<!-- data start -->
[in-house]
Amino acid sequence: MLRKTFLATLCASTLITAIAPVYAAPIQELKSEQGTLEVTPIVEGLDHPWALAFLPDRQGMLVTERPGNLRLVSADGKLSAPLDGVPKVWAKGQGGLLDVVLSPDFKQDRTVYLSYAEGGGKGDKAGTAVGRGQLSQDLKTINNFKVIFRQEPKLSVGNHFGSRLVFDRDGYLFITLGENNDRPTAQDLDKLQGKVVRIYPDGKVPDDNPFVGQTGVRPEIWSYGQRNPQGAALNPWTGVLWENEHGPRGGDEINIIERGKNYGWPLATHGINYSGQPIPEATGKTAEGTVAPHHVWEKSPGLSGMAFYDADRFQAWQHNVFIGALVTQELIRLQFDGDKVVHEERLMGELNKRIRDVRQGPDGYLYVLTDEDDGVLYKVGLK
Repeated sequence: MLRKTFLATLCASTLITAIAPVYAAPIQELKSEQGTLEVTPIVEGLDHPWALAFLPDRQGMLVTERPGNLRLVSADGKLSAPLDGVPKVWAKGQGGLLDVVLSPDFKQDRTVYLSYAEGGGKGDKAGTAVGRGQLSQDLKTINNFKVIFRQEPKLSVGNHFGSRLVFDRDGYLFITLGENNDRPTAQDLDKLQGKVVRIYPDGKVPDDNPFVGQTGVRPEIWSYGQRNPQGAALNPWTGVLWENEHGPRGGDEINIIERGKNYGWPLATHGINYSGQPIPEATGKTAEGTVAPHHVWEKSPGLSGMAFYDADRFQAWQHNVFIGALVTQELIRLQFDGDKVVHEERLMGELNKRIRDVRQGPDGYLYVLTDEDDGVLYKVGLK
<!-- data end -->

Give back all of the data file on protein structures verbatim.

[in-house]
Amino acid sequence: MLRKTFLATLCASTLITAIAPVYAAPIQELKSEQGTLEVTPIVEGLDHPWALAFLPDRQGMLVTERPGNLRLVSADGKLSAPLDGVPKVWAKGQGGLLDVVLSPDFKQDRTVYLSYAEGGGKGDKAGTAVGRGQLSQDLKTINNFKVIFRQEPKLSVGNHFGSRLVFDRDGYLFITLGENNDRPTAQDLDKLQGKVVRIYPDGKVPDDNPFVGQTGVRPEIWSYGQRNPQGAALNPWTGVLWENEHGPRGGDEINIIERGKNYGWPLATHGINYSGQPIPEATGKTAEGTVAPHHVWEKSPGLSGMAFYDADRFQAWQHNVFIGALVTQELIRLQFDGDKVVHEERLMGELNKRIRDVRQGPDGYLYVLTDEDDGVLYKVGLK
Repeated sequence: MLRKTFLATLCASTLITAIAPVYAAPIQELKSEQGTLEVTPIVEGLDHPWALAFLPDRQGMLVTERPGNLRLVSADGKLSAPLDGVPKVWAKGQGGLLDVVLSPDFKQDRTVYLSYAEGGGKGDKAGTAVGRGQLSQDLKTINNFKVIFRQEPKLSVGNHFGSRLVFDRDGYLFITLGENNDRPTAQDLDKLQGKVVRIYPDGKVPDDNPFVGQTGVRPEIWSYGQRNPQGAALNPWTGVLWENEHGPRGGDEINIIERGKNYGWPLATHGINYSGQPIPEATGKTAEGTVAPHHVWEKSPGLSGMAFYDADRFQAWQHNVFIGALVTQELIRLQFDGDKVVHEERLMGELNKRIRDVRQGPDGYLYVLTDEDDGVLYKVGLK